Several years ago, I had the honor of meeting Jan Rose Kasmir face to face. She is a soft spoken, yet powerful woman. Born during a time of political unrest in America, she bounced from one foster home to another. She was only 17 in 1967, when a city transit bus took her to the Nation's capital to join in a protest against America's involvement in Vietnam. Military troupes in full battle uniforms, with rifles raised, surrounded the Pentagon. It began as a peaceful protest but unfortunately ended in violence. Some of those at the rally wished only to speak to the soldiers, and convince them to throw down their guns. Eventually Jan found herself face to face with a line of guns and bayonets. She was holding only a large flower close to her face.
What made this event famous was that it was captured on film by a famous French photographer Marc Riboud. The image became a memorable symbol of non-violent resistance. Marc Riboud did not identify this young woman, and he would not be able to name her until 30 years later!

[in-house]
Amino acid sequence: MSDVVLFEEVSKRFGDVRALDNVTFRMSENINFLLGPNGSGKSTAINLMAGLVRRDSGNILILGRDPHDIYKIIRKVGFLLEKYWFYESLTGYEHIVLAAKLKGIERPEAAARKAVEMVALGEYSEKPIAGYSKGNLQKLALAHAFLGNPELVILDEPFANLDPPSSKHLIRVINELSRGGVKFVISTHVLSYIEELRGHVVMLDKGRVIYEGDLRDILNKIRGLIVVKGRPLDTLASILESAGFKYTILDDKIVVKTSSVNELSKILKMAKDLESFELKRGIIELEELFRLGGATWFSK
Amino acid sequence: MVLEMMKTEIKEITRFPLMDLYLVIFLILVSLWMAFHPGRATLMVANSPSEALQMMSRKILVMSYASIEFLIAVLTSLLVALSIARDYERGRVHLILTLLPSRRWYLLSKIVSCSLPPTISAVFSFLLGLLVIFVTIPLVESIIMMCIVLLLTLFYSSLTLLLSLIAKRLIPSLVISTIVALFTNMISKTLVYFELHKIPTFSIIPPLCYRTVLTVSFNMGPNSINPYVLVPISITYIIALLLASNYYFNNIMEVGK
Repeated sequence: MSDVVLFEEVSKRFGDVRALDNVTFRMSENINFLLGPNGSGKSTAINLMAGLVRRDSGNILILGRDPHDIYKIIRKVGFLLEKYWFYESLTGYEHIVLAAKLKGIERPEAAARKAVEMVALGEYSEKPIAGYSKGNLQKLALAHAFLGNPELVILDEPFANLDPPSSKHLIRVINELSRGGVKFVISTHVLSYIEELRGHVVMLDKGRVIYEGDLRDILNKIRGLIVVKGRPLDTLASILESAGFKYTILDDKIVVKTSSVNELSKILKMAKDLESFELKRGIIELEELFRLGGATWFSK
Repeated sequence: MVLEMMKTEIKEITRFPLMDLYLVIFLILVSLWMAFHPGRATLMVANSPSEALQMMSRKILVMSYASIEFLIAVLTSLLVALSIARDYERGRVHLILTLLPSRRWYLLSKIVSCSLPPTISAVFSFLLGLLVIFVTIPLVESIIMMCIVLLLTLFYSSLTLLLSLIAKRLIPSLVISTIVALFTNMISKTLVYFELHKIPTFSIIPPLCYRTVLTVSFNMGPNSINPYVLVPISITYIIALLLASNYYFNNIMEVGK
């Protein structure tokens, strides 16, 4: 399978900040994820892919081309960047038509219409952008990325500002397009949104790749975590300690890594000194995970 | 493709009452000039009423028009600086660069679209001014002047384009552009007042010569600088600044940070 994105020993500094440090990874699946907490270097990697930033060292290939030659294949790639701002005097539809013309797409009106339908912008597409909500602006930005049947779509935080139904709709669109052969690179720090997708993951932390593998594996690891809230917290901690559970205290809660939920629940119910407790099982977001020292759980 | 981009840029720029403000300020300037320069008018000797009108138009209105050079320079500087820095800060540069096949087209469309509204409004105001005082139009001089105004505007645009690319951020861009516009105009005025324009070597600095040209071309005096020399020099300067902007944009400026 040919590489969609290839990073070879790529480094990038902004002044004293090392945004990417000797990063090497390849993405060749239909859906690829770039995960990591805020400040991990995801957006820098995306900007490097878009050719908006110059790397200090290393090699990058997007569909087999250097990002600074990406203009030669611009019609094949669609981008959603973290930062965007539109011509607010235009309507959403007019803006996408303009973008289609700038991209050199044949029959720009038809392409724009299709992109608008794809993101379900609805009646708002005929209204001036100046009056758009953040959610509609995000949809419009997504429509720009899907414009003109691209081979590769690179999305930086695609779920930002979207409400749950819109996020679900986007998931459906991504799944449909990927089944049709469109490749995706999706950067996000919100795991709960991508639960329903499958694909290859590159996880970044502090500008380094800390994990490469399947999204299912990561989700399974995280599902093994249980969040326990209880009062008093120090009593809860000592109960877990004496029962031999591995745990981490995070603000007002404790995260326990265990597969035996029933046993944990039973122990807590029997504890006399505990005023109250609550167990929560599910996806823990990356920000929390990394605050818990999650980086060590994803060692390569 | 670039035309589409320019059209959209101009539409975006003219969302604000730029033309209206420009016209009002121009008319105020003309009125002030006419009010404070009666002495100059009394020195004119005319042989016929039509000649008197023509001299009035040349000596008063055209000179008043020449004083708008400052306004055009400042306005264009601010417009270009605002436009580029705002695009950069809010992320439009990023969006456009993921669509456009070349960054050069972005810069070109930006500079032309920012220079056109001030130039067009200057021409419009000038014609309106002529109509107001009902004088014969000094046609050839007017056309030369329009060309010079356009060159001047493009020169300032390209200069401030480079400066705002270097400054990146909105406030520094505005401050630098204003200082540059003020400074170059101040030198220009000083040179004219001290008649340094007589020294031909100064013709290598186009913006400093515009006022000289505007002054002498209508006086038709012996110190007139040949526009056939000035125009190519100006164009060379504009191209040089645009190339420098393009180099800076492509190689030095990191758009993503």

Here is a further article about it from the Smithsonian Magazine.
Below is a link to the actual picture on the web-site of the Human Flower Project. The look on Jan's face is so shy and perhaps a little terrified (and yet peaceful). This picture is proof that a picture NOT ONLY speaks a thousand words, but sometimes it changes peoples hearts and minds. For those of us who grew up in the 60's and 70's, this picture is part of the general landscape. I know it effected my thinking about the nature of the world. I imagine it touched many more people.
I remember thinking about the saying, "The pen is mightier than the sword." I was wondering if perhaps during the 60's it might be more appropriately altered to, "The flower is mightier than the gun." There is so much more to be said about this time in our history, and about Jan Rose Kasmir. But I hope this brief introduction gets you started.